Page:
The year will culminate in June in Buffalo 2016, the Center's annual festival and conference dedicated to composers, which will welcome a number of exciting artists including the composers Hans Abrahamson, Hanna Eimermacher, Joshua Fineberg, and Josh Levine, in addition to the festival's artistic director, David Felder.  A number of spectacular resident ensembles will be in attendance, including the Arditti Quartet, the Buffalo Philharmonic Orchestra, Ensemble SIGNAL, the Slee Sinfonietta, and—in their first visits to the festival—Dal Niente and Uusinta Ensemble.   The JiB call for works will be released within the coming months…

See below for our full calendar of events, or visit the Center's website.

Robert and Carol Morris Center for 21st Century Music

2015-16 Schedule of Events

October 2, 2015
Sebastian Fagerlund
Visiting composer

October 5, 2015
[Rescheduled concert]:
Program to include works by 
Brook, Felder, Lachenmann, Stauning

October 6, 2015
Visiting composer

November 12-13, 2015
Visiting ensemble
Evening performance and composer workshop

December 4-6
Visiting ensembles
Two evenings of concerts and composer workshop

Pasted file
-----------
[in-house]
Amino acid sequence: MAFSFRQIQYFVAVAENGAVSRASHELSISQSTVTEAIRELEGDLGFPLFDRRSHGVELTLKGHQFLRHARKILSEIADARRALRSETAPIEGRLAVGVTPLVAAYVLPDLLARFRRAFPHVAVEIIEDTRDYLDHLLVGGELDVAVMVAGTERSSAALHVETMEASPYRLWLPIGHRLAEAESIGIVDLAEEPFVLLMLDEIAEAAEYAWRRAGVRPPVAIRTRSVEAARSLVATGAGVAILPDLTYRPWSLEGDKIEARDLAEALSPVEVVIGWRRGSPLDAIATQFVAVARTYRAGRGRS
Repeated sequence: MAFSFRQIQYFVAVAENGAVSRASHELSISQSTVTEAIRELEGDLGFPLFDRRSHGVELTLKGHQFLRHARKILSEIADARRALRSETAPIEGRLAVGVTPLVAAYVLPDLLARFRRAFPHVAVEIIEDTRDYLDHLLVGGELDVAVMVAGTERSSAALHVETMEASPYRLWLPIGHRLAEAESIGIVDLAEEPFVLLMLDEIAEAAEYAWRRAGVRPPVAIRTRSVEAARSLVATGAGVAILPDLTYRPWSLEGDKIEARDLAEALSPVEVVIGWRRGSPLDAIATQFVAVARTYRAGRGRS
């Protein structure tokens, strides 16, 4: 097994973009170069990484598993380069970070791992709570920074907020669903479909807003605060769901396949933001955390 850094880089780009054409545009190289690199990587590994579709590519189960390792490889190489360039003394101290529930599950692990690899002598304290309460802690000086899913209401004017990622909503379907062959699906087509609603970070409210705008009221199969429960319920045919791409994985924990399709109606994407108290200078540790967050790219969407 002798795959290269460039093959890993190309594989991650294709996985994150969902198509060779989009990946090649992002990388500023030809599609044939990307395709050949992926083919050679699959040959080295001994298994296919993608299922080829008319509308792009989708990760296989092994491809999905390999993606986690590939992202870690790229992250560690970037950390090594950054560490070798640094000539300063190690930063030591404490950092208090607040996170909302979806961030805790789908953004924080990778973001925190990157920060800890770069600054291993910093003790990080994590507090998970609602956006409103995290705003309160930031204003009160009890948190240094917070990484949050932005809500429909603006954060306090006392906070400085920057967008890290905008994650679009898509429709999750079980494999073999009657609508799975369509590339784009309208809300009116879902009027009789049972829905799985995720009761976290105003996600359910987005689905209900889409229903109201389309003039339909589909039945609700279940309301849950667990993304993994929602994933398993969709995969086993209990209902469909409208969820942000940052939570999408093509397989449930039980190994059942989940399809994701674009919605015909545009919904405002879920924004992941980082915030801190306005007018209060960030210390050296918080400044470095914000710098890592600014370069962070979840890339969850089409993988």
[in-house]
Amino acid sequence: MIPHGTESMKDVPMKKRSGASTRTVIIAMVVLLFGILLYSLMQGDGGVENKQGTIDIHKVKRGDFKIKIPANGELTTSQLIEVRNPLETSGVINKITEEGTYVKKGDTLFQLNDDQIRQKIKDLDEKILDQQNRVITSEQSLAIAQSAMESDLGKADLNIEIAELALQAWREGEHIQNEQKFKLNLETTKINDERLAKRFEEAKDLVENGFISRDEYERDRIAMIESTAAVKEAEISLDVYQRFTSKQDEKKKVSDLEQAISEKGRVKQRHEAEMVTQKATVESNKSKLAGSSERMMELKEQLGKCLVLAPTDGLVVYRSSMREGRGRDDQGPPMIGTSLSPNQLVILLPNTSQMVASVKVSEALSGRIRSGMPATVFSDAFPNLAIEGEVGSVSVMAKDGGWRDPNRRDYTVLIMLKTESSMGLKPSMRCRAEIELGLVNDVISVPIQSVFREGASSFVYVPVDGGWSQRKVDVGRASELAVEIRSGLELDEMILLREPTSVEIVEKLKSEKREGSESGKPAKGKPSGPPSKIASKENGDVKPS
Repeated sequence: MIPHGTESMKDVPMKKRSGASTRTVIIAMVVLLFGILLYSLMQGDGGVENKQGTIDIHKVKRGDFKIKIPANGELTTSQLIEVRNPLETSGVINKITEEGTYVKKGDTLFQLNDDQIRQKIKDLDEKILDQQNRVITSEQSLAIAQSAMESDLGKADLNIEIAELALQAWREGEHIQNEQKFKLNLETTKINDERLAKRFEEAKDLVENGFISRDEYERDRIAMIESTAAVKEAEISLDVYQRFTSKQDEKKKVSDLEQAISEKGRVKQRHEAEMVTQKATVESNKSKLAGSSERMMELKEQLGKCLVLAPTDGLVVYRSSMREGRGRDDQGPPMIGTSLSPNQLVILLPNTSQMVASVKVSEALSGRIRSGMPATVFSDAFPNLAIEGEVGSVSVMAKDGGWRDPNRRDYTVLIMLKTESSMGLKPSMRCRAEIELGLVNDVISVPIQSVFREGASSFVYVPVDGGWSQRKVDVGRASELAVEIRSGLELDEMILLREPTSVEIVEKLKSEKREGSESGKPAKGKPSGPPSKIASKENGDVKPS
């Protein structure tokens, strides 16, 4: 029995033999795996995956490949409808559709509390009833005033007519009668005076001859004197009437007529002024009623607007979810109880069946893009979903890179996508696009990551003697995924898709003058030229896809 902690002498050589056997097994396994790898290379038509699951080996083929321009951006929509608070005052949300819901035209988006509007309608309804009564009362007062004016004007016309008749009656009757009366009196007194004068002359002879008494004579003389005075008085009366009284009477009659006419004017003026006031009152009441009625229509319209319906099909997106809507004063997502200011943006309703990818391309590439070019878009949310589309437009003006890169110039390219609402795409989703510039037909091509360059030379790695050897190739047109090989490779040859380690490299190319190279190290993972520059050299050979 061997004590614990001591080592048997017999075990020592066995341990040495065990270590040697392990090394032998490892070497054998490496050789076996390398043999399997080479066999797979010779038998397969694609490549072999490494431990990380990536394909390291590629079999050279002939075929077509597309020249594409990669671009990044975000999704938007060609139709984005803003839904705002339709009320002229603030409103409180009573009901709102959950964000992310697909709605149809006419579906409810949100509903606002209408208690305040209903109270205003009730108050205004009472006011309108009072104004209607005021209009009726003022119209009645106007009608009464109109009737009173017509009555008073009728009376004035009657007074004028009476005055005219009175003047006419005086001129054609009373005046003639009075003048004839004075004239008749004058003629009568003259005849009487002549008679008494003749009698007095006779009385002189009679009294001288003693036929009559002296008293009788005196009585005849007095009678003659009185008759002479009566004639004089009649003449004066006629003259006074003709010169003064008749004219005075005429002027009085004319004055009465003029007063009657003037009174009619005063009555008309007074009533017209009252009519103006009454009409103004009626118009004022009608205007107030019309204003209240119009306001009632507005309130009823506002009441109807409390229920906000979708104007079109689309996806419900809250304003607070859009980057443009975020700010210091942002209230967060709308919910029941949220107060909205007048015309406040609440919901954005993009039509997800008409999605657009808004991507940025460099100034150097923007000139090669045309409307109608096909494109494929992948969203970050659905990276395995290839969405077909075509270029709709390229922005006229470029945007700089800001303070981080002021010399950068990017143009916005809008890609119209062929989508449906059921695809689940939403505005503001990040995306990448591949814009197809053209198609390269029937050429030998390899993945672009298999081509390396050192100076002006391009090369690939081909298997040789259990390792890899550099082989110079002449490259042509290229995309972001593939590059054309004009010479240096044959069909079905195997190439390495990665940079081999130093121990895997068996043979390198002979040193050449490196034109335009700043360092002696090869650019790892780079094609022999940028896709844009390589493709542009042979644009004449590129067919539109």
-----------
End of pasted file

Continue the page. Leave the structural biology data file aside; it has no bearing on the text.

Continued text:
April 5, 2016
Visiting ensemble
Evening performance

April 30 - May 2, 2016
Visiting ensemble
Evening performance and composer workshop

May 2-5, 2016
Visiting Ensemble
Evening performance and composer workshop
Program to include works by 
Felder, Heidelberger, Nielson, Zorn

Slee Sinfonietta

October 6, 2015
Slee Sinfonietta Presents
Ensemble Signal
Brad Lubman, conductor
Camilla Hoitenga, flute
Lauren Radnofsky, 'cello
Featuring works by Kaija Saariaho
Part of FinnFest in Buffalo, NY

April 21, 2016
Slee Sinfonietta
Program TBA

June in Buffalo 2016
June 6-13
David Felder, Artistic Director

Faculty Composers
Hans Abrahamson
Hanna Eimermacher
David Felder
Joshua Fineberg
Josh Levine

Resident Ensembles
Arditti Quartet
Buffalo Philharmonic Orchestra
Dal Niente
Ensemble Signal
Slee Sinfonietta
Uusinta Ensemble

Special Guests
Magnus Andersson
Brad Lubman